Courtesy of a spirited discussion over at TBogg, I see that Time has just put out a list of the Top 100 Best Novels, limited to those written in English and published since Time's founding in 1923. (It's all about Time, apparently. Egocentric bastards.)
Anyway, the list is an interesting one, full of surprises both pleasant (Allan Moore's brilliant graphic novel, The Watchmen) and disturbing (Judy Blume's Are You There God, It's Me, Margaret?). Looking over the list, I saw a lot of my own favorites -- Robert Penn Warren's All the King's Men, Ralph Ellison's Invisible Man, George Orwell's Animal Farm, etc. -- but I mostly realized that there were a lot of books there I haven't read or, worse, only read in high school or college as part of an English class. Great novels aren't meant to be crammed into your head at 2am before the midterm, while you're hopped up on more No-Doz than a trucker blaring down I-95. They shouldn't be something you force in between the rest of your schedule, a chore to be completed as quickly as possible. If anything, it should be the other way around. Great novels should be an escape from everything else in your life, a vacation in and of itself. (And yes, I realize I sound like the Reading Is Fundamental campaign.)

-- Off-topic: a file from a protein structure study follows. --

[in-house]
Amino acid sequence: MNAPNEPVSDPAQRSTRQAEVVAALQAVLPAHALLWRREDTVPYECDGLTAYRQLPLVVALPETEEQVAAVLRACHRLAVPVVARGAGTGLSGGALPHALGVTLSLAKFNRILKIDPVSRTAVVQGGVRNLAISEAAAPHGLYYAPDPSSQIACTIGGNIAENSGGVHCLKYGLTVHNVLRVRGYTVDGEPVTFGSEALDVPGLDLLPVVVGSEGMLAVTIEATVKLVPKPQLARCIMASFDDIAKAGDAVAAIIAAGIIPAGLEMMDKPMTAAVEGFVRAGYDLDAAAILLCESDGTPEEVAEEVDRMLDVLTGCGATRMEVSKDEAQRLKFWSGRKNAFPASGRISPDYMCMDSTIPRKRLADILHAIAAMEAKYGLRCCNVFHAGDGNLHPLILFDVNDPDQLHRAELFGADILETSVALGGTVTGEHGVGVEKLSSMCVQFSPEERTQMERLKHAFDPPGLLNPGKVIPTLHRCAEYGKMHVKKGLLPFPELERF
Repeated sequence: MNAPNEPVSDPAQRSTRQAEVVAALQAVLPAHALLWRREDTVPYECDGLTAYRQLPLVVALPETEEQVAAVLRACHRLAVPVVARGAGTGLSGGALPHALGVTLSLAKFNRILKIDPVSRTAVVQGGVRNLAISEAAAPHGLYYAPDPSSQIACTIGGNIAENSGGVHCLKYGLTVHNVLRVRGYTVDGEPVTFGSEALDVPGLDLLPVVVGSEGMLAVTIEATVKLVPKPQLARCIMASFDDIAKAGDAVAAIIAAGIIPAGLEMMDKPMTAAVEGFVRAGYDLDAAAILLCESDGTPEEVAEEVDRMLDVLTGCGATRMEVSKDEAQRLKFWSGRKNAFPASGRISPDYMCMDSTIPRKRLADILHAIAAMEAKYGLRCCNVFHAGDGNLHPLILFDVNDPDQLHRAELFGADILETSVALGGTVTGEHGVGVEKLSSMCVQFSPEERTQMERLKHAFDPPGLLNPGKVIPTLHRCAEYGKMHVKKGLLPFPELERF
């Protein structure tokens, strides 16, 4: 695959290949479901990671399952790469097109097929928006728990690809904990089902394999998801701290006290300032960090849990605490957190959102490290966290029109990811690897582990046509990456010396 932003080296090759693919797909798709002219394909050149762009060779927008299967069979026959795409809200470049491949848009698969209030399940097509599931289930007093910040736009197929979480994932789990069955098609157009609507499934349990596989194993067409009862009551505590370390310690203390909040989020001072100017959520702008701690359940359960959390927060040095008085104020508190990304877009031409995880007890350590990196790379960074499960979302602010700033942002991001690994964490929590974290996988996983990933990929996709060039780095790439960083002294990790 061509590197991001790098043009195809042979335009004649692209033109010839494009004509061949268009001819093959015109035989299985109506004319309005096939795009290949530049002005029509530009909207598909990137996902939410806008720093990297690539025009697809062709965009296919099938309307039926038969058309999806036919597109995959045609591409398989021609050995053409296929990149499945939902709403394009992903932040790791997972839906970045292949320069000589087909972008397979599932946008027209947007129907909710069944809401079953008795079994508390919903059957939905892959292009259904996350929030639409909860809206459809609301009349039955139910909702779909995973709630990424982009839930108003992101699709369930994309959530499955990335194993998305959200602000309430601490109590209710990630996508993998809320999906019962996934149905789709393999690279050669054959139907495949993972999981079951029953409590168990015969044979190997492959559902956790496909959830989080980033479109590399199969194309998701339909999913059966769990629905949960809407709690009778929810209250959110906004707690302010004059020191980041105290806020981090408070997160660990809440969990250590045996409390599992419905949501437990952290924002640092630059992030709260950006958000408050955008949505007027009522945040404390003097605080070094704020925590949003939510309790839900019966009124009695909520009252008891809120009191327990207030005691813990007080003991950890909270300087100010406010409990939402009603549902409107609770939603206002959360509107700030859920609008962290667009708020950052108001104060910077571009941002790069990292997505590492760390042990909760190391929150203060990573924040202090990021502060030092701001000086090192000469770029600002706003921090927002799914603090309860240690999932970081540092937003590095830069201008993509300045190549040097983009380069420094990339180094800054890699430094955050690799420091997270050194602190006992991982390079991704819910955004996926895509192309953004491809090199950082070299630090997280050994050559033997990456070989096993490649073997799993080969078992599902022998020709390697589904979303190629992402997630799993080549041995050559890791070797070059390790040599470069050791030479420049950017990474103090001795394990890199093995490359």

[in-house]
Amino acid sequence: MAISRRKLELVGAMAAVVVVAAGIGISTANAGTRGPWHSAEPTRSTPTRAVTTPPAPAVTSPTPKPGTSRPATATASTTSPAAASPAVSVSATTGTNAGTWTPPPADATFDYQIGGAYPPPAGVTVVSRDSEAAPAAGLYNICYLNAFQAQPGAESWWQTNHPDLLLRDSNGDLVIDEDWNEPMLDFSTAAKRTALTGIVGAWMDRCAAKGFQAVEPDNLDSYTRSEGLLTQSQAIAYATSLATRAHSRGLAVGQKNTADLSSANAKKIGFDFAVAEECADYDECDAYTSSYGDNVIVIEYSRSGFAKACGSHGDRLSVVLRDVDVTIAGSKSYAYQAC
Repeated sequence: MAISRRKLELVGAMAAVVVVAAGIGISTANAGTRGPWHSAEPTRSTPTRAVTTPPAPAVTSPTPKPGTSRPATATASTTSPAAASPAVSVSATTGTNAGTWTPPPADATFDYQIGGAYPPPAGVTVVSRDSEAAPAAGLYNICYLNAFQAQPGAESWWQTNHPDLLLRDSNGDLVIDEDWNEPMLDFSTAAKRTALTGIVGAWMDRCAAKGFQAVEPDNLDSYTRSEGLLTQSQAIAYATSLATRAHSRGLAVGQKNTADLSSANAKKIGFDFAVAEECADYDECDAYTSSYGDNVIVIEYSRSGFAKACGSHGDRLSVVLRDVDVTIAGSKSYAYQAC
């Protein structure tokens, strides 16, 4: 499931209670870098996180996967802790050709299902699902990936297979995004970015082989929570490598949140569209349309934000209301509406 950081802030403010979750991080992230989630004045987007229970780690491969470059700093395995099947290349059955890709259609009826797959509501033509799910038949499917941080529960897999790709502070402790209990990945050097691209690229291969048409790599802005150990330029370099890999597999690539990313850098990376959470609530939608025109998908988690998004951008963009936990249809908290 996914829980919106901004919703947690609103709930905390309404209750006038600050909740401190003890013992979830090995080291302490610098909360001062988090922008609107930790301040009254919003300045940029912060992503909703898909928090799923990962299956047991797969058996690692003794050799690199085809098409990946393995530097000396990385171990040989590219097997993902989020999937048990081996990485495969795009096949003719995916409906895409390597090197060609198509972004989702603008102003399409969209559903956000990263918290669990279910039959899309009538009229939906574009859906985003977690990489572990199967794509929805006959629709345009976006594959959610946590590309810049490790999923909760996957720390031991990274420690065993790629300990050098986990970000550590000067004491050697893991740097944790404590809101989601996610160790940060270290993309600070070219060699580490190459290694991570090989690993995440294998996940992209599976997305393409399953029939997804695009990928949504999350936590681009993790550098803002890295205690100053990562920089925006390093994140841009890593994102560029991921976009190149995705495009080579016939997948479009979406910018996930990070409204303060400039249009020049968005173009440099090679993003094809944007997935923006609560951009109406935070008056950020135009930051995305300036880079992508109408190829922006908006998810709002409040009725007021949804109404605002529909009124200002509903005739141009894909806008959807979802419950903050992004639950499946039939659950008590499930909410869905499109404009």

Anyway, take a look at the list and drop your thoughts on what's great, what's horrid, and what's missing into the comments below.